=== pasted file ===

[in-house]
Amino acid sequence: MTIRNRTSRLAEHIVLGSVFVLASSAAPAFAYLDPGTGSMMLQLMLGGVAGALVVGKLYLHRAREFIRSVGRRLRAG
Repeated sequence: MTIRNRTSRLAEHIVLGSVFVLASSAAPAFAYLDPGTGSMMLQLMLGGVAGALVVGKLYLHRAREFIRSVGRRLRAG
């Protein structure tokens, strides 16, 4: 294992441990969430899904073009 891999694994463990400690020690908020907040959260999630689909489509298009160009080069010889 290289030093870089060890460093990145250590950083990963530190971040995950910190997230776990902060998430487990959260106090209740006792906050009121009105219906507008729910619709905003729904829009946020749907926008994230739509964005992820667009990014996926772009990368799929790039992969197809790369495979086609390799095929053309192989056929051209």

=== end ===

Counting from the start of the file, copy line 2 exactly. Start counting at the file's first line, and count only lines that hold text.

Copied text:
Amino acid sequence: MTIRNRTSRLAEHIVLGSVFVLASSAAPAFAYLDPGTGSMMLQLMLGGVAGALVVGKLYLHRAREFIRSVGRRLRAG